Generally, you do not use a comma before the phrase “so that,” whether it is interrupted or uninterrupted. You would use a comma before “so” alone in some circumstances.
Here is how to know when to use a comma before “so” and the different uses of “so” and “so that” phrases.
How to Use So and So That
“So” is a word that can function in many different ways in the English language, but its most common uses (as we’re focusing on them) are as a conjunction, a magnifier, and, in the phrase “so that,” an expression of intention.
“So” (or “so…that”) can also be used as a magnifier or intensifier, which adds emphasis to an adjective.
The dog was so young that its eyes were not yet open.
The dog was so young, its eyes were not yet open.
Above, “so” is used to emphasize “young,” and make it more intense than it would normally be. Used in this way, “so” and the adjective are usually followed by an explanatory phrase. This phrase can be introduced with “that,” but it doesn’t need to be.
The uninterrupted “so that” is used to convey purpose or intent. It’s a synonym phrase for “in order to,” and can be used interchangeably.
I studied for my test so that I could pass.
I studied for my test in order to pass.
Both phrases explain the intent of “I studied for my test” as “to pass.”
“So” alone can be used as a coordinating conjunction. Coordinating conjunctions are words that link sentence parts together.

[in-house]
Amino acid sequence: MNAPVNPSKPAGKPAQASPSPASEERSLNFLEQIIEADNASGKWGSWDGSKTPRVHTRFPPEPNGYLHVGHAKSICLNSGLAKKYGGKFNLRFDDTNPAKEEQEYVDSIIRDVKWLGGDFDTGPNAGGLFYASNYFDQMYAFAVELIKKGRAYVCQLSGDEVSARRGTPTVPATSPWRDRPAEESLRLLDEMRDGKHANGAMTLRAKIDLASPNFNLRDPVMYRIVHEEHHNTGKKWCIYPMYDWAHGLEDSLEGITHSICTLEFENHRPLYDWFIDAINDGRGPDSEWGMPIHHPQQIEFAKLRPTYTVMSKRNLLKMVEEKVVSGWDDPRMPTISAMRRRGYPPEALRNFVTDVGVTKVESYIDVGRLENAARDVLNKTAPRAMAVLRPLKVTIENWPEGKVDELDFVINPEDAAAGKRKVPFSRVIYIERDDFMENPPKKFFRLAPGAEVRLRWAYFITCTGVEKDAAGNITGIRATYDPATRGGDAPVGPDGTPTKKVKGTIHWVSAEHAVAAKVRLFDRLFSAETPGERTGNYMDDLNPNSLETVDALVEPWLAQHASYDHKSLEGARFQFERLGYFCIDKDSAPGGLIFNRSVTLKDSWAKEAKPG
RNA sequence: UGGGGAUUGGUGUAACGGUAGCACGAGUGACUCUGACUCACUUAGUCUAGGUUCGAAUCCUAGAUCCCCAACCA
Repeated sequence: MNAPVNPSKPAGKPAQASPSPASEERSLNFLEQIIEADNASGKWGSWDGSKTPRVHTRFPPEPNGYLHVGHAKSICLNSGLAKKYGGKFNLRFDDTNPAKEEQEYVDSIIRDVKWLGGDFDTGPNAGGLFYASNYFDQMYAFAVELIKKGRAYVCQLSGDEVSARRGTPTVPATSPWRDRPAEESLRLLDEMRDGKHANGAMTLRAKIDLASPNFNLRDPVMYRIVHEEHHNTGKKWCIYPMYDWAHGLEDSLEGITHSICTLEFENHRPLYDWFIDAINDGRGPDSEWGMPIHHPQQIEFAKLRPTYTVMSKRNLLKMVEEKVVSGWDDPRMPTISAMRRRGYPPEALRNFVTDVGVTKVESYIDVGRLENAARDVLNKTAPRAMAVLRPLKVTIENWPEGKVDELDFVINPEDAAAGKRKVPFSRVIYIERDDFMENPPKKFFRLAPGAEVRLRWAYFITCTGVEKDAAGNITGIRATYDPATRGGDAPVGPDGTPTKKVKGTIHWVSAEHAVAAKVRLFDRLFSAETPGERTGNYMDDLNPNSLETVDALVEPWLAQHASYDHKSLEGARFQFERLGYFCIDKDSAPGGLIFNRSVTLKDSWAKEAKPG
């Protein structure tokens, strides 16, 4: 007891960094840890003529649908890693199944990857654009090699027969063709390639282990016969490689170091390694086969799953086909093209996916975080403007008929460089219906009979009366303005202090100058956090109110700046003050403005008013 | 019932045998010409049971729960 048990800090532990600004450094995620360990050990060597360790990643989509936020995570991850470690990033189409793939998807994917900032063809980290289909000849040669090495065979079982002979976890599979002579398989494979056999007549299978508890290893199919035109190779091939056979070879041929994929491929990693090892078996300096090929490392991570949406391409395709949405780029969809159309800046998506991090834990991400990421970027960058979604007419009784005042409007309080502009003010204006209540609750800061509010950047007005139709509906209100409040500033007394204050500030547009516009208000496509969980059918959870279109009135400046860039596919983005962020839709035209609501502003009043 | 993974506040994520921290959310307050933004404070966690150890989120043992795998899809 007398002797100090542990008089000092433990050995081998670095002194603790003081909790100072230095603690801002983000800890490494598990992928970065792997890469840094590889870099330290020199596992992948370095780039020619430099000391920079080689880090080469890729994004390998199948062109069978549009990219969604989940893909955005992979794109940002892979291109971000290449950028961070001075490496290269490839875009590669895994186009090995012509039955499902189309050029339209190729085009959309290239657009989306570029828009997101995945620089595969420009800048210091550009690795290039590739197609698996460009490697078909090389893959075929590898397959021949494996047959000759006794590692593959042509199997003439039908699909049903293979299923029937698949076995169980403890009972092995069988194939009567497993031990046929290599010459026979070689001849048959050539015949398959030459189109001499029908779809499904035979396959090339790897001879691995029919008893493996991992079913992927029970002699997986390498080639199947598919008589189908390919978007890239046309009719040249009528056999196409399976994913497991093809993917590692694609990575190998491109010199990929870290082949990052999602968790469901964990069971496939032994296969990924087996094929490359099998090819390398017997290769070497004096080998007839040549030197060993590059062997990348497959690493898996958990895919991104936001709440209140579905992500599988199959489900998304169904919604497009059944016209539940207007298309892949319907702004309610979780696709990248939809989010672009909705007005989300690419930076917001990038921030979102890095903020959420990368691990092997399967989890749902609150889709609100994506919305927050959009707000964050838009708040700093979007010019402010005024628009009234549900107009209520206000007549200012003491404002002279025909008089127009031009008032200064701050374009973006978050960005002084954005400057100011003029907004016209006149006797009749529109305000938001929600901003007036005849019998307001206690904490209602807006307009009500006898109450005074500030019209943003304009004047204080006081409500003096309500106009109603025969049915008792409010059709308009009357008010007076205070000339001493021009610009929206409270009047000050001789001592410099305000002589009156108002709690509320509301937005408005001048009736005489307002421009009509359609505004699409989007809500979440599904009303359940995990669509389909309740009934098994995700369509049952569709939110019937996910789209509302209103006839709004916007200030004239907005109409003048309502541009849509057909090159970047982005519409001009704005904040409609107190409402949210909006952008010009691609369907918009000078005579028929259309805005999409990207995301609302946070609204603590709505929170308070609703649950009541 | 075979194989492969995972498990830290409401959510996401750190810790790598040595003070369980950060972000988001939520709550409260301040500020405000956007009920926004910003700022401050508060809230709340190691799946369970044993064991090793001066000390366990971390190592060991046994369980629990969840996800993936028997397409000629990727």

The roads were flooded, so the schools were closed.
In this example, “so” connects the two phrases, “the roads were flooded” and “the schools were closed,” and shows the relationship between them.
Where to Put Commas with So and So That
So, how do commas come into play with “so that” and “so…that?”
When using the uninterrupted “so that,” there is no need to put a comma before or after the phrase. Its purpose is connection rather than continuation; putting a comma in either position would cause an unnatural break in the sentence’s rhythm.
CORRECT: I ran so that I would not be late.
INCORRECT: I ran, so that I would not be late.
Try reading the above sentences out loud. You’ll notice that the first sentence sounds more natural than the second, as it reads as a continuous thought.
When using “so…that,” the rules are the same. It’s an intensifying phrase meant to pull a sentence together; putting a comma before, after, or in the middle of the phrase would sound strange to the reader.
CORRECT: The wind was so strong that my hat blew away.
INCORRECT: The wind was, so strong that my hat blew away.
INCORRECT: The wind was so strong that, my hat blew away.
When “so” is used alone as a coordinating conjunction, you would put a comma before it. In these cases, “so” is connecting two different ideas that still deserve their own space.
CORRECT: The sun is out, so you need sunscreen.
INCORRECT: The sun is out so you need sunscreen.
The second sentence sounds more rushed and potentially confusing. The first sentence allows the reader to pause between ideas.
A good rule of thumb for finding the correct punctuation of a sentence is reading it out loud. The purpose of a comma in a sentence is to create a small break or pause, allowing the reader to know that an idea has ended or a phrase has a certain rhythm or emphasis.
If it would make sense to pause before a phrase, you would insert a comma. If not, there is no need to add one. Try your sentence with and without a comma to see which sounds more natural. This is true of “so that” phrases and many more.